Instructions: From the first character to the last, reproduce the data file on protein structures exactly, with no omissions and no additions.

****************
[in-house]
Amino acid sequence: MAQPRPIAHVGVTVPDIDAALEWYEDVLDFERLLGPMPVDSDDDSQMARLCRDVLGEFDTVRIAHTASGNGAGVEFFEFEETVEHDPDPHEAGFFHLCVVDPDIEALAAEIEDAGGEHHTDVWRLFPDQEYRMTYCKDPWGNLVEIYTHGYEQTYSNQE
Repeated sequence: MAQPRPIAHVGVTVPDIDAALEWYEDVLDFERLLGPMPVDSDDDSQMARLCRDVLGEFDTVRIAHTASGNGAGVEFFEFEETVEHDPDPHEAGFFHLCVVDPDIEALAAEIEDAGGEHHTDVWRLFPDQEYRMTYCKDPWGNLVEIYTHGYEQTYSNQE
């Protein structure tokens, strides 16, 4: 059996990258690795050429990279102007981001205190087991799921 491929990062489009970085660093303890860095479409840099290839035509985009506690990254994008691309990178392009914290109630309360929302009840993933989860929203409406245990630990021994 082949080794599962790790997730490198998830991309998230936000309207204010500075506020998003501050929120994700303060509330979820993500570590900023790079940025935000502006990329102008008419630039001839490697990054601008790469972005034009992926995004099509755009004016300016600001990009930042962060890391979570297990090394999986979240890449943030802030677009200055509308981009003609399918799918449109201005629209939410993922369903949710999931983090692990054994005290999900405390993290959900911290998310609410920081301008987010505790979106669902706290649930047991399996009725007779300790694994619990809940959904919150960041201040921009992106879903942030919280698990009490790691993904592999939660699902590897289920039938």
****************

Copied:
[in-house]
Amino acid sequence: MAQPRPIAHVGVTVPDIDAALEWYEDVLDFERLLGPMPVDSDDDSQMARLCRDVLGEFDTVRIAHTASGNGAGVEFFEFEETVEHDPDPHEAGFFHLCVVDPDIEALAAEIEDAGGEHHTDVWRLFPDQEYRMTYCKDPWGNLVEIYTHGYEQTYSNQE
Repeated sequence: MAQPRPIAHVGVTVPDIDAALEWYEDVLDFERLLGPMPVDSDDDSQMARLCRDVLGEFDTVRIAHTASGNGAGVEFFEFEETVEHDPDPHEAGFFHLCVVDPDIEALAAEIEDAGGEHHTDVWRLFPDQEYRMTYCKDPWGNLVEIYTHGYEQTYSNQE
């Protein structure tokens, strides 16, 4: 059996990258690795050429990279102007981001205190087991799921 491929990062489009970085660093303890860095479409840099290839035509985009506690990254994008691309990178392009914290109630309360929302009840993933989860929203409406245990630990021994 082949080794599962790790997730490198998830991309998230936000309207204010500075506020998003501050929120994700303060509330979820993500570590900023790079940025935000502006990329102008008419630039001839490697990054601008790469972005034009992926995004099509755009004016300016600001990009930042962060890391979570297990090394999986979240890449943030802030677009200055509308981009003609399918799918449109201005629209939410993922369903949710999931983090692990054994005290999900405390993290959900911290998310609410920081301008987010505790979106669902706290649930047991399996009725007779300790694994619990809940959904919150960041201040921009992106879903942030919280698990009490790691993904592999939660699902590897289920039938």